The abrupt arrival of the COVID-19 pandemic and subsequent lockdown in March 2020 resulted in an almost overnight transition to online work for many Canadians. The healthcare industry was no exception with family doctors seeing patients via phone calls and video chats, and in-person appointments relegated to overcapacity walk-in clinics and emergency rooms. Simultaneously, Canadians were taking advantage of remote working conditions and moving out of urban centers, creating an influx of new patients in small towns and rural areas.
Thus, by the summer of 2020, 71% of primary care visits in Ontario had moved online, and millions of people across Canada remained on wait lists for primary physicians. All of these factors paved the way for the rapid expansion of a virtual healthcare model, as telemedicine infrastructure from Canada’s north was adapted into pilot programs across the country that offered primary care or emergency services via online apps. By 2023, almost all provinces and territories had adopted virtual care models, allowing Canadians to access more modern healthcare services on par with our international peers.
Now, despite our return to offices, our appetite for virtual care has not diminished. Indeed, according to projections by EMR, the global telemedicine market is expected to grow from $73.1 billion USD in 2022 to $377 billion by 2031. However, a number of challenges need to be overcome before there can be widespread, effective, and equitable adoption of virtual healthcare services in Canada. A review of provincial and territorial initiatives found that digital literacy remains an issue for both physicians and patients trying to access online services, and many Canadians do not have access to the technology needed for video streaming. Further, Kantar’s Global Drivers of Change found that with the migration of our personal health data online comes rising personal privacy concerns.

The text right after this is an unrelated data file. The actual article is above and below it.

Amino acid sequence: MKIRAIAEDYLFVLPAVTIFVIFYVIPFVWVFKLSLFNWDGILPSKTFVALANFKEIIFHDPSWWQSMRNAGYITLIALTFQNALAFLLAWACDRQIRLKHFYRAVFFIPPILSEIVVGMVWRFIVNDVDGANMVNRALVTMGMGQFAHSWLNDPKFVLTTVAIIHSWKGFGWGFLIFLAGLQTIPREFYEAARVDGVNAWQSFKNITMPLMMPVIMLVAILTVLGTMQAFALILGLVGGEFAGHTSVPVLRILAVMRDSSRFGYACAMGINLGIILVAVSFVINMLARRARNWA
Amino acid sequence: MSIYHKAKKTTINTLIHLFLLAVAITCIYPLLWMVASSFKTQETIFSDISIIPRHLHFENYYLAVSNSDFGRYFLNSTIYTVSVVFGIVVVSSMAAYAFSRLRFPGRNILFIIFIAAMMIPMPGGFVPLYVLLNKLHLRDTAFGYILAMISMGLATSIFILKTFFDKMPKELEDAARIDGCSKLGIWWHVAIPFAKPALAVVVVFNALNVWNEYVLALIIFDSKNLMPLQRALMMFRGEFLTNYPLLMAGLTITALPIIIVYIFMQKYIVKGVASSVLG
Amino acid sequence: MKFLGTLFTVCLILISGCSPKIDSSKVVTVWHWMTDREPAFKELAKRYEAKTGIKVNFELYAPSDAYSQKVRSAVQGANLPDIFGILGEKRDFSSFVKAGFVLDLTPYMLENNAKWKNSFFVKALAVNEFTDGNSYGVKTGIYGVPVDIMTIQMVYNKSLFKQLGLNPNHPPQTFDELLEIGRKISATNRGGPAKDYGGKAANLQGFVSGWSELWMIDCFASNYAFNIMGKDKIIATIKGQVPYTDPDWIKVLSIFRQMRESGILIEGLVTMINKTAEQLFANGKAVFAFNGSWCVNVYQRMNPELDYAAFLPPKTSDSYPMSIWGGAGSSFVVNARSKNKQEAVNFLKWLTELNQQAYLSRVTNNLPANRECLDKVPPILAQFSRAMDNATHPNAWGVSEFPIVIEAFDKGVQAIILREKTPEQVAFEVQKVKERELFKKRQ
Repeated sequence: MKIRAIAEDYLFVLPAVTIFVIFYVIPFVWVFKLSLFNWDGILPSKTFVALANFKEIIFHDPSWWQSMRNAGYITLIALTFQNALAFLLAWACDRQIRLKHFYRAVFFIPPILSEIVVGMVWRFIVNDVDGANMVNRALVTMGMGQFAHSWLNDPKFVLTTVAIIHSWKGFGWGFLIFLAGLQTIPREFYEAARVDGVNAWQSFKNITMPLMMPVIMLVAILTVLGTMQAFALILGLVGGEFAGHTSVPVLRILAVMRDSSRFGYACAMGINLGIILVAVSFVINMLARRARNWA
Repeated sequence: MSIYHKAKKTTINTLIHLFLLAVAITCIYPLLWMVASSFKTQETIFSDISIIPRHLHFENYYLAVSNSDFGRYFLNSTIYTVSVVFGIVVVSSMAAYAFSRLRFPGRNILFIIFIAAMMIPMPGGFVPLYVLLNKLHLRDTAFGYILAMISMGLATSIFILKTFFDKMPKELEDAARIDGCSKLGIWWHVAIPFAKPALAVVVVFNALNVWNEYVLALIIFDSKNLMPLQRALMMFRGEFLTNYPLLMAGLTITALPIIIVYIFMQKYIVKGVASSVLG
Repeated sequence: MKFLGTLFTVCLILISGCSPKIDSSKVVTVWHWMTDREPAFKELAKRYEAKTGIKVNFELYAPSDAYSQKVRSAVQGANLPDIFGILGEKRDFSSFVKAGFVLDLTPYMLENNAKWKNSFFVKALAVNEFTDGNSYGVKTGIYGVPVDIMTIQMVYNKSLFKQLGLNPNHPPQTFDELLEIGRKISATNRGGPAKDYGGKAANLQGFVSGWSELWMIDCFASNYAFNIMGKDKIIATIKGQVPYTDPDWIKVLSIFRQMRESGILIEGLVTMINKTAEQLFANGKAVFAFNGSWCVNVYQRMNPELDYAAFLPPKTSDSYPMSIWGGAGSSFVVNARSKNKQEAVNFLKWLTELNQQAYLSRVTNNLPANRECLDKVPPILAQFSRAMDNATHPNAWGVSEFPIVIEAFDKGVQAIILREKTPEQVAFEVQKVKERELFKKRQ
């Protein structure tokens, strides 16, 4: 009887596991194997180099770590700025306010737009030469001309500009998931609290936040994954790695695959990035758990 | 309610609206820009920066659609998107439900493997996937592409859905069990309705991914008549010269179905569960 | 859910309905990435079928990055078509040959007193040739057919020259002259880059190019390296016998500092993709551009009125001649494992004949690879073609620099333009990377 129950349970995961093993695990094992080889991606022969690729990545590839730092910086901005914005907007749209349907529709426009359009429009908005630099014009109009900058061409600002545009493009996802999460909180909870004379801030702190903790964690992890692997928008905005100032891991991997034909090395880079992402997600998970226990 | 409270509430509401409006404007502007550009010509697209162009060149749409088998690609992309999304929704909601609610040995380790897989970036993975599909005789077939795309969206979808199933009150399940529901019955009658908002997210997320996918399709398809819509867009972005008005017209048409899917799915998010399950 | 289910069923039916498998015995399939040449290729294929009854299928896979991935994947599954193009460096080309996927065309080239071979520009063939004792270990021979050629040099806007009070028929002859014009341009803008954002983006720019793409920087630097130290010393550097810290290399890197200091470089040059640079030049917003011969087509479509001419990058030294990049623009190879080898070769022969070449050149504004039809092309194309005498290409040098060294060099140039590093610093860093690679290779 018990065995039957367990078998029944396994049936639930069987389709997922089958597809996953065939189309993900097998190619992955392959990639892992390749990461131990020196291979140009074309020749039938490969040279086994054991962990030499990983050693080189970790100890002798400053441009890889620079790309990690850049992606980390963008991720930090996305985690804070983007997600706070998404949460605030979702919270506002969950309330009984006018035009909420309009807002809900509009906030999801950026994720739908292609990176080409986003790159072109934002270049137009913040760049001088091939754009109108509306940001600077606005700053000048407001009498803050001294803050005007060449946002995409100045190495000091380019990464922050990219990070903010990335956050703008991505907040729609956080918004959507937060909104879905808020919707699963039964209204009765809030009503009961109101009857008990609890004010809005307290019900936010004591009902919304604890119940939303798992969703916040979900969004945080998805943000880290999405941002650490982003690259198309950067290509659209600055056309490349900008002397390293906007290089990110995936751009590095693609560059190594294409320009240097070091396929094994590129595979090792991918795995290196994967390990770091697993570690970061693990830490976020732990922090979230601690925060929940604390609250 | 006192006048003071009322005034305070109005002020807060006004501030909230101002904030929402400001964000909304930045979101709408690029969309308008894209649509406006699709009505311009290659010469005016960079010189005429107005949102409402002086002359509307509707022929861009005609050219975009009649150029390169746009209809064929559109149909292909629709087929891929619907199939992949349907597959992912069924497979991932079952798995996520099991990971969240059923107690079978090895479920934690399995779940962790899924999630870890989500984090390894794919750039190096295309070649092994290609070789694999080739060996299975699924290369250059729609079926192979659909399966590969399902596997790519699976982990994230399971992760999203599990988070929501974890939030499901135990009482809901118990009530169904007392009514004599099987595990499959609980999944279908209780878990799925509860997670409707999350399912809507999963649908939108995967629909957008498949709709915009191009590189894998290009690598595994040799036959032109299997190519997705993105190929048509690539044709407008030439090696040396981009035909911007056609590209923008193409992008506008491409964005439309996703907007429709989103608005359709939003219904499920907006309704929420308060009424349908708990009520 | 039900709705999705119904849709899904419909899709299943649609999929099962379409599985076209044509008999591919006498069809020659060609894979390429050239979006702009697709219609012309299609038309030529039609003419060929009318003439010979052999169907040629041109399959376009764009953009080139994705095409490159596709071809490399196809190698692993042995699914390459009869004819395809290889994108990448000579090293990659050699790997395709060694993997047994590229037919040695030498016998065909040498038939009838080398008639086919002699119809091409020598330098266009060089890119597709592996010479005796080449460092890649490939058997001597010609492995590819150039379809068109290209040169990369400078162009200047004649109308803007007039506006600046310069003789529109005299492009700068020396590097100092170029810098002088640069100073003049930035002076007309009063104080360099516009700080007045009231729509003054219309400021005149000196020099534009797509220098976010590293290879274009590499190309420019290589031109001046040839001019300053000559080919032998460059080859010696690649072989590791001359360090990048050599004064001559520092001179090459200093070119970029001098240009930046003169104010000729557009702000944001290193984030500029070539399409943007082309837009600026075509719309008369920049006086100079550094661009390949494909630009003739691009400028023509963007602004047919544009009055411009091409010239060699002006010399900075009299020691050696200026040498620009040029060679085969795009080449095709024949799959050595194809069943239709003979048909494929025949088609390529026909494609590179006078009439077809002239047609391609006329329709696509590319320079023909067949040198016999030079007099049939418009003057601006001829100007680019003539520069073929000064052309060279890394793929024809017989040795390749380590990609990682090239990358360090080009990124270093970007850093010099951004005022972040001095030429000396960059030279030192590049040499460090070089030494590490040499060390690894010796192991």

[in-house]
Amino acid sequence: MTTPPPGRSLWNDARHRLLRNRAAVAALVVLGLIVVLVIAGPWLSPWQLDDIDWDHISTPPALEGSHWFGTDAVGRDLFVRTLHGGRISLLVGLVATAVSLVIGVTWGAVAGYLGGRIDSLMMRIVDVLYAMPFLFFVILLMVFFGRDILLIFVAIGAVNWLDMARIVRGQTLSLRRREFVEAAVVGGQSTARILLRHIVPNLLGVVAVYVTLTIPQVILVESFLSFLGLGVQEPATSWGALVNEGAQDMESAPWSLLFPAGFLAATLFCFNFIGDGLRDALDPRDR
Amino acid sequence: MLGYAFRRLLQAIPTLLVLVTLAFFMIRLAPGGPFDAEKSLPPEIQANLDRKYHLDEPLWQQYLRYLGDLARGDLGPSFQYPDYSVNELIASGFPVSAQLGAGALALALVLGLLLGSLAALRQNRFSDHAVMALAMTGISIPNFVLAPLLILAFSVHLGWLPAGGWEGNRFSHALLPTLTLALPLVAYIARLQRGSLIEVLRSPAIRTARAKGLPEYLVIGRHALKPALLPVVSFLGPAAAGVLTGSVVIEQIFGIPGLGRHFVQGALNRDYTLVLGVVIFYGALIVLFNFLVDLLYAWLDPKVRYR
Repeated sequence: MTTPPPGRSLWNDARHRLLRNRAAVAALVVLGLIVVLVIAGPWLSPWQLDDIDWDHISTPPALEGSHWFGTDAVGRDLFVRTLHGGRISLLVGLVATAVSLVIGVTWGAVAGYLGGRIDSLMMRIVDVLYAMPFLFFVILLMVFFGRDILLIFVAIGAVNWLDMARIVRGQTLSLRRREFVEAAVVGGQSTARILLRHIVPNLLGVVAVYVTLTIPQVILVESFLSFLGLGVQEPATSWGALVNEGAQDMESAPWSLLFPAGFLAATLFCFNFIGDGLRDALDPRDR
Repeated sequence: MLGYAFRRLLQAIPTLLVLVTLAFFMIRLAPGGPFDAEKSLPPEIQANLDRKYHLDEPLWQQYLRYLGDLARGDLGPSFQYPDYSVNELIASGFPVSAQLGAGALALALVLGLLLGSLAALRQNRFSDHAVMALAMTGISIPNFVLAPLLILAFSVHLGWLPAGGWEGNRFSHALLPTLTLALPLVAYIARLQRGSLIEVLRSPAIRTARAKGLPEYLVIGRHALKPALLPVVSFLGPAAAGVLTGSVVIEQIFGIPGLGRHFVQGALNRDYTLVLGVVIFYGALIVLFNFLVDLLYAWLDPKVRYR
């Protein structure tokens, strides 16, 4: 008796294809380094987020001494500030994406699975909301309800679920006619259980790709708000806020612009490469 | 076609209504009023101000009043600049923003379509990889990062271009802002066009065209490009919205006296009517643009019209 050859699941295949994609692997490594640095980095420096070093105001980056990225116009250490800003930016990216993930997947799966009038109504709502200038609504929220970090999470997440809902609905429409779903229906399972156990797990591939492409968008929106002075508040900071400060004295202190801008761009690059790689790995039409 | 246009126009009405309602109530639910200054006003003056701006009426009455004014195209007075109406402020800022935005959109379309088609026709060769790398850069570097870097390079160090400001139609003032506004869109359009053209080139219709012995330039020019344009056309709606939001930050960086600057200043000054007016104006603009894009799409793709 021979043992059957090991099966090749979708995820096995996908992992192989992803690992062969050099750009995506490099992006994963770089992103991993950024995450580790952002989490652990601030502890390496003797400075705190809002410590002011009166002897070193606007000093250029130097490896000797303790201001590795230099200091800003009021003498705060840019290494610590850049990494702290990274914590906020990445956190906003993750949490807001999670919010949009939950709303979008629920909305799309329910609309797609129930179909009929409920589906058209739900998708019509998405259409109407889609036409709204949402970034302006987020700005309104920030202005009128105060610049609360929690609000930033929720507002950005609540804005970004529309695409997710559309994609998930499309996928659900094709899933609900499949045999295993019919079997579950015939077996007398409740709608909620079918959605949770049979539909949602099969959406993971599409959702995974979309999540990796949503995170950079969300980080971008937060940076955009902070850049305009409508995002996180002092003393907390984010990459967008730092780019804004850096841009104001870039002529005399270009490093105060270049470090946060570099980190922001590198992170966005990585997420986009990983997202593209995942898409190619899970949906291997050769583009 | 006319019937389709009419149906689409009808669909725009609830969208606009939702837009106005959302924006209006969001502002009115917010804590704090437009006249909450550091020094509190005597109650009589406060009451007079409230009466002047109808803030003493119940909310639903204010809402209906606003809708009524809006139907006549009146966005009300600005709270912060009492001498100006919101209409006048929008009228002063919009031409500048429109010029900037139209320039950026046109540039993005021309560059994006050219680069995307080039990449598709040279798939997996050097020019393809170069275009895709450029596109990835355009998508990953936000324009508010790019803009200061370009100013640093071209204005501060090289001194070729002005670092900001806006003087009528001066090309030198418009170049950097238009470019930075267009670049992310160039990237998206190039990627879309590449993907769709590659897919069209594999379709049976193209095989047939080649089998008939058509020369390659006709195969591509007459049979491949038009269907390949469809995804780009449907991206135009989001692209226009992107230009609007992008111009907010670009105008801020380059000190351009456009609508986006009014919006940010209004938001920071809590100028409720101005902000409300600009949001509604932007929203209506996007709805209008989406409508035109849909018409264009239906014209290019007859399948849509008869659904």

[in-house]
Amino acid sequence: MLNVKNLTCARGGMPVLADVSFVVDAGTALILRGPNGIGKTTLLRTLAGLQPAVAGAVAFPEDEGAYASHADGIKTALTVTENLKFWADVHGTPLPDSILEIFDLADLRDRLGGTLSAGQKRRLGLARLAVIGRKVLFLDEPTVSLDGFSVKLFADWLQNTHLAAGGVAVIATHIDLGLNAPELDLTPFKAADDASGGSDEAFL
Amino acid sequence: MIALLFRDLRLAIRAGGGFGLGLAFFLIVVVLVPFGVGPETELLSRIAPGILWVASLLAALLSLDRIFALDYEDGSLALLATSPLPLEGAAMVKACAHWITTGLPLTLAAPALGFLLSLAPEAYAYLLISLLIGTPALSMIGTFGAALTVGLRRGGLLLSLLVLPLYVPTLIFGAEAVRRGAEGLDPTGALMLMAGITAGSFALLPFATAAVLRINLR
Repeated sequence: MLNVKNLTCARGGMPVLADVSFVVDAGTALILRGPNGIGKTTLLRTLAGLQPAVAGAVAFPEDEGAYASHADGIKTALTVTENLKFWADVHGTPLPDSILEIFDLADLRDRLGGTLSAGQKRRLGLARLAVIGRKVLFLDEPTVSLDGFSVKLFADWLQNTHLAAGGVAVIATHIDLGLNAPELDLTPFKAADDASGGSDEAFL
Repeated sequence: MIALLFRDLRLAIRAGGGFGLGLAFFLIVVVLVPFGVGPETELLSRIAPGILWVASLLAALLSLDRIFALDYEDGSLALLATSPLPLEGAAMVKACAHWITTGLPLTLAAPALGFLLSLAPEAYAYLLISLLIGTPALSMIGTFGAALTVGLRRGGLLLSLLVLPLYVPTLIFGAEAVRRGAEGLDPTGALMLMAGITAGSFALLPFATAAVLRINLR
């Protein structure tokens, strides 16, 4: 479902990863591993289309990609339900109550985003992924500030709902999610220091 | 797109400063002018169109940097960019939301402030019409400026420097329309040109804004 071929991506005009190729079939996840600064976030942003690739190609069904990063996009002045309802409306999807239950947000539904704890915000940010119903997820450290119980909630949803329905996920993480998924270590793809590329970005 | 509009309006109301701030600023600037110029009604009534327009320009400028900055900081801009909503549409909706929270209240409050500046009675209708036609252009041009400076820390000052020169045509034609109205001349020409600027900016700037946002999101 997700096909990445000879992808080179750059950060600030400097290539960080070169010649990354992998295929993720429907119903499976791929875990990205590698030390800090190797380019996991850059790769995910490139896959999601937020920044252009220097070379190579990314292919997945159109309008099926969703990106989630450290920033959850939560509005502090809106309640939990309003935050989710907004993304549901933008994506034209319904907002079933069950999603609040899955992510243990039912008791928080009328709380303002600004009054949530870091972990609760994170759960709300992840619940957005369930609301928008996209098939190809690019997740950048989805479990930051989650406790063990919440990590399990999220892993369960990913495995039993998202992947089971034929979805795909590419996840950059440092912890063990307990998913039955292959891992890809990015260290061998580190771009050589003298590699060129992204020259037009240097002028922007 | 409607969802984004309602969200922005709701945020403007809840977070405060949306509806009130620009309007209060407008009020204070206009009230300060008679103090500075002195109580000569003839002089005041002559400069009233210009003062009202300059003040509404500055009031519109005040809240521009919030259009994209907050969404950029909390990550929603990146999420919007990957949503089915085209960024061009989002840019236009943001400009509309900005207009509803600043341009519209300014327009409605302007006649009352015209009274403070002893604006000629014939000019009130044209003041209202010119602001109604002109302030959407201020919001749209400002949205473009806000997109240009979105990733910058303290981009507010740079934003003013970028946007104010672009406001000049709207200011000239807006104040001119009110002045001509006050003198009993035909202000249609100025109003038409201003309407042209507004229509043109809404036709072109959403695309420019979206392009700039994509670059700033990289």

So, what does this mean for healthcare brands?
Earning and keeping consumer trust is paramount. The contemporaneous expansion of virtual health services, medical genetics, wearable technology, and AI mean that the technology needed to advance healthcare is in place, but we need to be mindful of justified consumer concerns about how personal health data is used and stored.
Stay ahead of trends. Consumer demand for preventative medicine remains above pre-pandemic levels and the role of telemedicine is accelerating globally. Consider what role your brand can play in the future of health and wellness.
Look to solve consumer pain points before your competitors. Are your services accessible and easy to use? Do they offer an innovative approach to health management, prevention, or treatment that is not yet readily available?
Learn more about how you Kantar MONITOR can help you stay ahead of market trends with future-focused thought leadership on important shifts in the consumer marketplace.